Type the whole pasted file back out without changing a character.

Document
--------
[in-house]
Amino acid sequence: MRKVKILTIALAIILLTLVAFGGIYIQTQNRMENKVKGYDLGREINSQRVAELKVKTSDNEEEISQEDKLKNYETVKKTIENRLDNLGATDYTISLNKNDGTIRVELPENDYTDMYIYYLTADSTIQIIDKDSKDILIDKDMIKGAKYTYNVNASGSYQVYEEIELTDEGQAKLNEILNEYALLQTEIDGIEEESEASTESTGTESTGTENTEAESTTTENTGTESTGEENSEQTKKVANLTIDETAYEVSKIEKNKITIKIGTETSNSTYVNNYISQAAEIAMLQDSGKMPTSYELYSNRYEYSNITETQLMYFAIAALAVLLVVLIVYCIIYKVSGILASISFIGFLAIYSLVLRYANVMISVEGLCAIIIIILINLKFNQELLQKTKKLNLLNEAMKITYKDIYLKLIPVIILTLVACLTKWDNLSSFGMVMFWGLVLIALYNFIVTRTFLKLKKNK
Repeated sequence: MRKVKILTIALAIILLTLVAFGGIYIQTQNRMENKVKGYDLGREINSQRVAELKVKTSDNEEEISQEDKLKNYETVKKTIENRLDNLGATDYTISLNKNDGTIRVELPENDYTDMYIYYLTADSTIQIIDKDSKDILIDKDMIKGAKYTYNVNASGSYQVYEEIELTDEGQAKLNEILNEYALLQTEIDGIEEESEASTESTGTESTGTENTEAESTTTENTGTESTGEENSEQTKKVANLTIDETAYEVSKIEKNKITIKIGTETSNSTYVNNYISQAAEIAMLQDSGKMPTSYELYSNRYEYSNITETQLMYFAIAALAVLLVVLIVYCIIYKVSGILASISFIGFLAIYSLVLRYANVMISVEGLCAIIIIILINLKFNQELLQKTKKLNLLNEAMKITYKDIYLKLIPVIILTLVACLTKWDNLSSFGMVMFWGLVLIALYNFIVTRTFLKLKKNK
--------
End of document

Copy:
[in-house]
Amino acid sequence: MRKVKILTIALAIILLTLVAFGGIYIQTQNRMENKVKGYDLGREINSQRVAELKVKTSDNEEEISQEDKLKNYETVKKTIENRLDNLGATDYTISLNKNDGTIRVELPENDYTDMYIYYLTADSTIQIIDKDSKDILIDKDMIKGAKYTYNVNASGSYQVYEEIELTDEGQAKLNEILNEYALLQTEIDGIEEESEASTESTGTESTGTENTEAESTTTENTGTESTGEENSEQTKKVANLTIDETAYEVSKIEKNKITIKIGTETSNSTYVNNYISQAAEIAMLQDSGKMPTSYELYSNRYEYSNITETQLMYFAIAALAVLLVVLIVYCIIYKVSGILASISFIGFLAIYSLVLRYANVMISVEGLCAIIIIILINLKFNQELLQKTKKLNLLNEAMKITYKDIYLKLIPVIILTLVACLTKWDNLSSFGMVMFWGLVLIALYNFIVTRTFLKLKKNK
Repeated sequence: MRKVKILTIALAIILLTLVAFGGIYIQTQNRMENKVKGYDLGREINSQRVAELKVKTSDNEEEISQEDKLKNYETVKKTIENRLDNLGATDYTISLNKNDGTIRVELPENDYTDMYIYYLTADSTIQIIDKDSKDILIDKDMIKGAKYTYNVNASGSYQVYEEIELTDEGQAKLNEILNEYALLQTEIDGIEEESEASTESTGTESTGTENTEAESTTTENTGTESTGEENSEQTKKVANLTIDETAYEVSKIEKNKITIKIGTETSNSTYVNNYISQAAEIAMLQDSGKMPTSYELYSNRYEYSNITETQLMYFAIAALAVLLVVLIVYCIIYKVSGILASISFIGFLAIYSLVLRYANVMISVEGLCAIIIIILINLKFNQELLQKTKKLNLLNEAMKITYKDIYLKLIPVIILTLVACLTKWDNLSSFGMVMFWGLVLIALYNFIVTRTFLKLKKNK